FCS Roundtable of NFL Draft Experts: Effect of the ‘Small School’ Label
Everybody loves to find value with hidden games and sleeper picks in the NFL Draft.
Many come from FCS college football – the lower half of Division I college football – with recent examples including Cooper Kupp, Darius Leonard and Foye Oluokun.
This year, another class of FCS prospects will be selected during the April 27-29 draft in Kansas City, Missouri.
The Analyst called on a roundtable of experts to evaluate the prospects – Eric Galko of Optimum Scouting and the East-West Shrine Game, Emory Hunt of Football Gameplan and CBS Sports HQ, and Ric Serritella of NFL Draft Bible on Sports Illustrated. Over five days this week, we’re picking their brains on how the FCS class stacks up in this year’s NFL Draft.
Our second question surrounds the “small school” label of FCS prospects:
Do FCS players have to do more to impress NFL teams because of the “small school” label? Why or why not?
Eric Galko (@EricGalko), Optimum Scouting LLC/East-West Shrine Bowl
“Absolutely. It’s less about proving something or reaching an arbitrary threshold, it’s much more about risk. Risk of the things you’re seeing on film not translating to the NFL as compared to players at the FBS, or especially the Power-Five conferences, going against other top players on an every-week basis.
“So they don’t have to do ’more’ necessarily, they just have to show they have other aspects, such as a highly intriguing background, reasons to expect a jump and elite athletic upside to reach a ceiling that’s harder to feel confident on film than their FBS counterparts.”
Emory Hunt (@FBallGameplan), Football Gameplan/CBS Sports HQ
“Yes, they still have to shake that stigma of playing at a small school, even though there are many FBS bounce-backs there. For whatever reason, many in the scouting community don’t view it the same as playing consistent FBS ball.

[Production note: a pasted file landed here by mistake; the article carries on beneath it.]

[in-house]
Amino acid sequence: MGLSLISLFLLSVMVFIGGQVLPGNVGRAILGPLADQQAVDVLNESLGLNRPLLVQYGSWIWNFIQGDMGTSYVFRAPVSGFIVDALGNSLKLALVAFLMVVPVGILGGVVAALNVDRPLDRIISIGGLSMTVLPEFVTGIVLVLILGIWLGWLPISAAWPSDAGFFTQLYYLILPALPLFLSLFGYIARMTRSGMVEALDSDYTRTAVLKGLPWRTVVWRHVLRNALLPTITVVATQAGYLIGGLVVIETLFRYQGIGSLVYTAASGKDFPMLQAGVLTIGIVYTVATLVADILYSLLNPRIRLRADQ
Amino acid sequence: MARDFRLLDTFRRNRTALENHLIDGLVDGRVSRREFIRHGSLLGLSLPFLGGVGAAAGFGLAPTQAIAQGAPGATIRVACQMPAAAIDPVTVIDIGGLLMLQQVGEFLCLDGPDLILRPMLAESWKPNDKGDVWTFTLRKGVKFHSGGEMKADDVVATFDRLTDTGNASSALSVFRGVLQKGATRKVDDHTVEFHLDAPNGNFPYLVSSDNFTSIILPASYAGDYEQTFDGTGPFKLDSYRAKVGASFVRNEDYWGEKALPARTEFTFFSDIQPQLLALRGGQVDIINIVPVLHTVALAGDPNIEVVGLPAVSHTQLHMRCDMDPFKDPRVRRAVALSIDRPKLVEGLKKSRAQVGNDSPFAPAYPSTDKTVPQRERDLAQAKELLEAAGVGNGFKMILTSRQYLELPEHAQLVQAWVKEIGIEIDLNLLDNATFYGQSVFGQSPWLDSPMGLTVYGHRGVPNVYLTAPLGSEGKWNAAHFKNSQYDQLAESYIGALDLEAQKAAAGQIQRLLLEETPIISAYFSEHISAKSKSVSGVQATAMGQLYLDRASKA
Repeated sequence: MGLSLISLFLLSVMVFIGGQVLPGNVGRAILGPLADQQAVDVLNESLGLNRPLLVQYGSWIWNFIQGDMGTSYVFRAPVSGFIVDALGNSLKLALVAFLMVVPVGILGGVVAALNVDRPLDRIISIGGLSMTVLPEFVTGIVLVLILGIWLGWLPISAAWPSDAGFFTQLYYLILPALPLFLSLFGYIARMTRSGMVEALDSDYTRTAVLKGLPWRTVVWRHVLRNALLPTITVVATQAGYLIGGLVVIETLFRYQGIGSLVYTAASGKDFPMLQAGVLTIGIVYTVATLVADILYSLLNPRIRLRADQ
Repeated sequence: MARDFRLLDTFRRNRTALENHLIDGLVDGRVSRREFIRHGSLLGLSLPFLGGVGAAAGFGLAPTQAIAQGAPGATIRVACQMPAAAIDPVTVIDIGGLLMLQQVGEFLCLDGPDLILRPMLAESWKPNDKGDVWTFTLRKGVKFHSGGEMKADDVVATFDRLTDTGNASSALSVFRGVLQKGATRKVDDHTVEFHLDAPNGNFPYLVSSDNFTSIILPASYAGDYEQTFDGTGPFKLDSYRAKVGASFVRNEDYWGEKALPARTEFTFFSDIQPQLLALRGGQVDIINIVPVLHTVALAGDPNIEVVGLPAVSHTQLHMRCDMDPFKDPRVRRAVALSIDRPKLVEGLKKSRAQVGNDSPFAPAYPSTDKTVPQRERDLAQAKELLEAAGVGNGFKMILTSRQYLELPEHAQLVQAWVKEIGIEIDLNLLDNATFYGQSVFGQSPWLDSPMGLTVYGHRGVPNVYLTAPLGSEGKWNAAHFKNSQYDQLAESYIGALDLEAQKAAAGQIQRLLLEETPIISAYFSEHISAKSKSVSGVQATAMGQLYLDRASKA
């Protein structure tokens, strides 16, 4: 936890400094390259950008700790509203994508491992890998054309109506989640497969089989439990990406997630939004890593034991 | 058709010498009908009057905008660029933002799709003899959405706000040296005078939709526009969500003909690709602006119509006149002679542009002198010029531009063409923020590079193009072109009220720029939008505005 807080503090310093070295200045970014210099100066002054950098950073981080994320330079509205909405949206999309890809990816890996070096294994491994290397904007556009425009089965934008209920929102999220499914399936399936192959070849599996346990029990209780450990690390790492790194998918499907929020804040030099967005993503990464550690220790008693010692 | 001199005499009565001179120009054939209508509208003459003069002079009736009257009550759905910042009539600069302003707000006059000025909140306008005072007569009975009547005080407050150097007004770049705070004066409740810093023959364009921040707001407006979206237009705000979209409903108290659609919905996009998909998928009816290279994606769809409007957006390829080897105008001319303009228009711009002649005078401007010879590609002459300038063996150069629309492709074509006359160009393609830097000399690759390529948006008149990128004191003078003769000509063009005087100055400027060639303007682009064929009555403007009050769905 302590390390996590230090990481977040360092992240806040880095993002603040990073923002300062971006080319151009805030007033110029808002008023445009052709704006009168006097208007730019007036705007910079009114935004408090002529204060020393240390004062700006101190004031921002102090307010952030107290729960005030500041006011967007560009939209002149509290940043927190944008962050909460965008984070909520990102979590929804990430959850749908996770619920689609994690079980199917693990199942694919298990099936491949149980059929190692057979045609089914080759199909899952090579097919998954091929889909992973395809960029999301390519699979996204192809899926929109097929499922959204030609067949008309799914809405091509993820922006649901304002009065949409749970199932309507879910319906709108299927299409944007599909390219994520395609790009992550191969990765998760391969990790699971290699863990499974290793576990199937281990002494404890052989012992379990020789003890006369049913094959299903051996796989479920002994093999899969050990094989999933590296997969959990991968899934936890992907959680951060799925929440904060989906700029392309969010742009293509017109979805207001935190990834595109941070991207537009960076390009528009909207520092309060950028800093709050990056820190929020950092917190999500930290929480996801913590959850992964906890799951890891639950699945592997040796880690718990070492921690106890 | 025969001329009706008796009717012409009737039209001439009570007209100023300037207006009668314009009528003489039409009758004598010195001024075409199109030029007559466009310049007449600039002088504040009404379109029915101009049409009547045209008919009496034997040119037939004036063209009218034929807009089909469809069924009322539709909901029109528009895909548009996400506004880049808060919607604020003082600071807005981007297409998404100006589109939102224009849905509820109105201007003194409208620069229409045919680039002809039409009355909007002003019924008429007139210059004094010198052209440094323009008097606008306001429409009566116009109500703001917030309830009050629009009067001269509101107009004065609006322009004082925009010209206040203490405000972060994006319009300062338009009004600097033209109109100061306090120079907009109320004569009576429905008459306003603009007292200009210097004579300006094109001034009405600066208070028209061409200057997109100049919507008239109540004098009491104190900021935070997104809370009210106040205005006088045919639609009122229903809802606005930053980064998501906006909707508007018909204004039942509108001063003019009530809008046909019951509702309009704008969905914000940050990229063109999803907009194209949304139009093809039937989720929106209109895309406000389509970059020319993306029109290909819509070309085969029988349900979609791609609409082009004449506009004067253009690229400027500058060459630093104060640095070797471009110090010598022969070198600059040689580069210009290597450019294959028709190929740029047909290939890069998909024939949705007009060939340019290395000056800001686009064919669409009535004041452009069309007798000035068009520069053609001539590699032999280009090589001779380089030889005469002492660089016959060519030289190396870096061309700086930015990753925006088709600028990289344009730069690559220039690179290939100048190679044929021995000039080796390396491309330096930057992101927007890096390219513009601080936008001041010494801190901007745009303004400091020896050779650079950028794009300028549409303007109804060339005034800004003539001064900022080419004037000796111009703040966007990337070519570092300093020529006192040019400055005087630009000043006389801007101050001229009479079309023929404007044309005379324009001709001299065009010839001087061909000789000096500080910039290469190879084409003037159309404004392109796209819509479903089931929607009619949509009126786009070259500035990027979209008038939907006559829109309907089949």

“I understand it to some degree. If you’re playing at the FBS level, there’s a certain bar of size and athleticism you’ll see consistently across the board, while at the FCS level, maybe a few conferences come to mind that could say that.”
Ric Serritella (@RicSerritella), NFL Draft Bible on Sports Illustrated
“The problem resides in the ‘group think’ mentality at the lower level of scouting. In order for FCS players to get recognized, an area (regional) scout must identify them. If said player is not on the radar in the preseason, it becomes even more difficult to get on the NFL radar. Most scouts do not want to stick their neck out on the line for a player who may have incomplete measurements, unverified test results or play at a lower level of competition.
“In many aspects, the scouting process needs to evolve and more larger, regional pro days and mini-combines need to be orchestrated. Since it’s not a revenue generator, the NFL is unlikely to take action.”
(Here’s a breakdown of FCS players who have been selected in the NFL Draft first round)